Abstract

Neonatal abstinence syndrome (NAS) in infants presents unique challenges in feeding and weight gain. The unpredictable clinical manifestations associated with the newborns withdrawal from exposure to drugs in utero can lead to costly delays in transition of the infant out of the Neonatal Intensive Care Unit (NICU).The purpose of this review of literature was to explore feeding positions and nutritional intake with the greatest impact on weight gain in infants with neonatal abstinence syndrome (NAS) following delivery. The secondary purpose was to compare the clinical manifestations of infants with NAS that influence nutritional intake and their relationship to length of time and cost of stay in the NICU. A review of literature was performed using multiple databases. Articles focusing on feeding position and nutrition intake were identified for interventions to effectively promote weight gain, while reducing clinical manifestations common in infants with NAS. Articles exploring improved feeding and weight gain in infants with NAS and reduced length of stay in the NICU were also synthesized for cost reductions to the facility. Results from 12 studies comparing various feeding positions that optimized nutrition, and reduced negative clinical manifestations in infants with NAS were synthesized for content relevant to the research questions. Results suggest a relationship between placing infants in the c-position, and side-lying position to reduce sensory stimulation, with reducing clinical manifestations for infants actively experiencing withdrawal symptoms from NAS. Providing chin and cheek support as needed, decreasing eye contact during feeding periods, and providing darker quiet environments all play an important role in allowing infants with NAS to optimize their weight gain. As previously stated, to manage nutritional intake and optimize weight gain, reduction of clinical manifestations through pharmacological and non-pharmacological interventions must be actively incorporated into the infants' plan of care.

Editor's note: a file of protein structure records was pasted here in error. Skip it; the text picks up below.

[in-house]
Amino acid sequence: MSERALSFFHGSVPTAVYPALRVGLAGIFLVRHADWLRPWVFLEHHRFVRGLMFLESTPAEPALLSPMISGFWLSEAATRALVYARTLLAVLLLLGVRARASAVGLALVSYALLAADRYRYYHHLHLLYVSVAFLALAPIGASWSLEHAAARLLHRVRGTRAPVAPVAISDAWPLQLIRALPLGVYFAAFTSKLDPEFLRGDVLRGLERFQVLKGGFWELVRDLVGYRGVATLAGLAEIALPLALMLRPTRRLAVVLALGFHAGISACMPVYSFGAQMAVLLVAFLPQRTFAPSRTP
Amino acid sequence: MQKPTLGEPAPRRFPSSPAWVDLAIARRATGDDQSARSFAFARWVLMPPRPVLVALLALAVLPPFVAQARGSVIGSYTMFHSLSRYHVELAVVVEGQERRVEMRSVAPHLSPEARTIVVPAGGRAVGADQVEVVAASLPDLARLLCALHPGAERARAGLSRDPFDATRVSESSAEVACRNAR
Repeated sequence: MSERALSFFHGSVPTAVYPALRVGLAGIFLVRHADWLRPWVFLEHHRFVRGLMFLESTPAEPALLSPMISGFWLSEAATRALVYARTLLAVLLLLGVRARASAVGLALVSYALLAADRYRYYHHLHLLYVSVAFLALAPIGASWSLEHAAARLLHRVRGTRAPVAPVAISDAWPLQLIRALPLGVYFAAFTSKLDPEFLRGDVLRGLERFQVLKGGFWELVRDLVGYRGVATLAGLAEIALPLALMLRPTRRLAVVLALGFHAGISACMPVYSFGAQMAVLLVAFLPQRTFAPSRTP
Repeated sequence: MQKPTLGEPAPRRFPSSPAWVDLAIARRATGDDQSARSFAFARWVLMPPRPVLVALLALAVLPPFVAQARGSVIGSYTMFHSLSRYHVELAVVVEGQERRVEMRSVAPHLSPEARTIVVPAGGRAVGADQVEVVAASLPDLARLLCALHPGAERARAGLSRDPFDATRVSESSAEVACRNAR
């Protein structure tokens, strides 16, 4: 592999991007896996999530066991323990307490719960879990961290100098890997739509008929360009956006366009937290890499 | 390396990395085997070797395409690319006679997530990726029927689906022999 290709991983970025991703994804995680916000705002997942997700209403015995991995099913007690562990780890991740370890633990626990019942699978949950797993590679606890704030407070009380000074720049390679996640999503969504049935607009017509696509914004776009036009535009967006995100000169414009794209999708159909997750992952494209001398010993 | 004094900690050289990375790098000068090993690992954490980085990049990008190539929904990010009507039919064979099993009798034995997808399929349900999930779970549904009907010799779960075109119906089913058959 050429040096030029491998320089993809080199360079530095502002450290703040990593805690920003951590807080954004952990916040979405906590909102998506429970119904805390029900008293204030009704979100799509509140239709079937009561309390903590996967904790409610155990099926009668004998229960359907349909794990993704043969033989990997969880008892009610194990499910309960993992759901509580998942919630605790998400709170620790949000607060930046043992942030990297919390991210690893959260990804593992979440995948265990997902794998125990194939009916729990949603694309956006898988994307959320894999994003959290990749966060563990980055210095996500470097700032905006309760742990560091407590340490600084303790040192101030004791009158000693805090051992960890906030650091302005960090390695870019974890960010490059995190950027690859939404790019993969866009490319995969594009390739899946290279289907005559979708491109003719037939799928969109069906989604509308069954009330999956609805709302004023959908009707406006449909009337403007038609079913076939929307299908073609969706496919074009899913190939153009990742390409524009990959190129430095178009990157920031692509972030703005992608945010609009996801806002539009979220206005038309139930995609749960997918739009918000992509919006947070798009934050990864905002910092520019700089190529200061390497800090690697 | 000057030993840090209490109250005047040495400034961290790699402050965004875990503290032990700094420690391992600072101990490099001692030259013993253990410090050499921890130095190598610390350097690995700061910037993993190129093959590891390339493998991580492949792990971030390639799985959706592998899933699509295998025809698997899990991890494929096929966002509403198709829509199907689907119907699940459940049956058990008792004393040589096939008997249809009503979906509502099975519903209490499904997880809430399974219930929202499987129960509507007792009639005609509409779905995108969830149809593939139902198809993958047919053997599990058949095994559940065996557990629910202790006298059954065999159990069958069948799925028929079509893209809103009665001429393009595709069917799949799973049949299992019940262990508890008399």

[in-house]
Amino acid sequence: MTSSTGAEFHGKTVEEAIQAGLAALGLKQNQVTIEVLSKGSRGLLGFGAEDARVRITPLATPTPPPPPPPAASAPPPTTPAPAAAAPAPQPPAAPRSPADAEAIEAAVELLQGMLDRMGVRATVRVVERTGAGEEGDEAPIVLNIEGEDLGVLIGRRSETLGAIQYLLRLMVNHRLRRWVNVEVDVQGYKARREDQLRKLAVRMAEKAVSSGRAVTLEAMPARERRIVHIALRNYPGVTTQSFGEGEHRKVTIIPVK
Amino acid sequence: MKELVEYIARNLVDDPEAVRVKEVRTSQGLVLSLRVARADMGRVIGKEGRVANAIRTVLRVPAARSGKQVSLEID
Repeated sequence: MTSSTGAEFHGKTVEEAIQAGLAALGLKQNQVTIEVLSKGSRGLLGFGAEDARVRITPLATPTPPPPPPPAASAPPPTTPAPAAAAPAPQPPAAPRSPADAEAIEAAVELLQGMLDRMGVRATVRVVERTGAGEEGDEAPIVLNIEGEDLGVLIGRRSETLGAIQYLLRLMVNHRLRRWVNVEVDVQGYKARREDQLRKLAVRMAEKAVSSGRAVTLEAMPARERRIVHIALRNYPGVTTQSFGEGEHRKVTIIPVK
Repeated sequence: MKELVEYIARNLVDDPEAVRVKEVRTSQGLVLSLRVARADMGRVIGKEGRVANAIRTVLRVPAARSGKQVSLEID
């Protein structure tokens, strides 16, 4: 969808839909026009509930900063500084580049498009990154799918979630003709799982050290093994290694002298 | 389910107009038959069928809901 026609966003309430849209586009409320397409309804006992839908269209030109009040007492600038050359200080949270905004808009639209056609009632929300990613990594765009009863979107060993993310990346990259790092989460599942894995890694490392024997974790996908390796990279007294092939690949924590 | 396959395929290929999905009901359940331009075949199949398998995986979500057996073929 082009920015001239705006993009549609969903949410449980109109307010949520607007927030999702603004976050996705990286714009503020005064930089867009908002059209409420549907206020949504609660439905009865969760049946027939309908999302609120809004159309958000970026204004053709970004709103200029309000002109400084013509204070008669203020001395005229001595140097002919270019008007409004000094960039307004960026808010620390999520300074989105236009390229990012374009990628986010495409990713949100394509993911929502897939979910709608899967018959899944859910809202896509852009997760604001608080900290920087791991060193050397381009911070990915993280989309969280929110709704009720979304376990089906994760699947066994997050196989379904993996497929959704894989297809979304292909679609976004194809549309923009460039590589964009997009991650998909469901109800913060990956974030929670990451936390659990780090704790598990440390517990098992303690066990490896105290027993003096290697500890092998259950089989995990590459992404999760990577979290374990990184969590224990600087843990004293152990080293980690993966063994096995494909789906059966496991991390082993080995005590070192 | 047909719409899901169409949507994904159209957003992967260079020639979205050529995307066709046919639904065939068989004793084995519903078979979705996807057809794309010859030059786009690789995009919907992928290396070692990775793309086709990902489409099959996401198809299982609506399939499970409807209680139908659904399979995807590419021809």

Thesis Completion

2019

Semester

Summer

Thesis Chair

D'Amato-Kubiet, Leslee

Degree

Bachelor of Science in Nursing (B.S.N.)

College

College of Nursing

Department

Nursing

Degree Program

Nursing

Language

English

Access Status

Open Access

Release Date

8-1-2019

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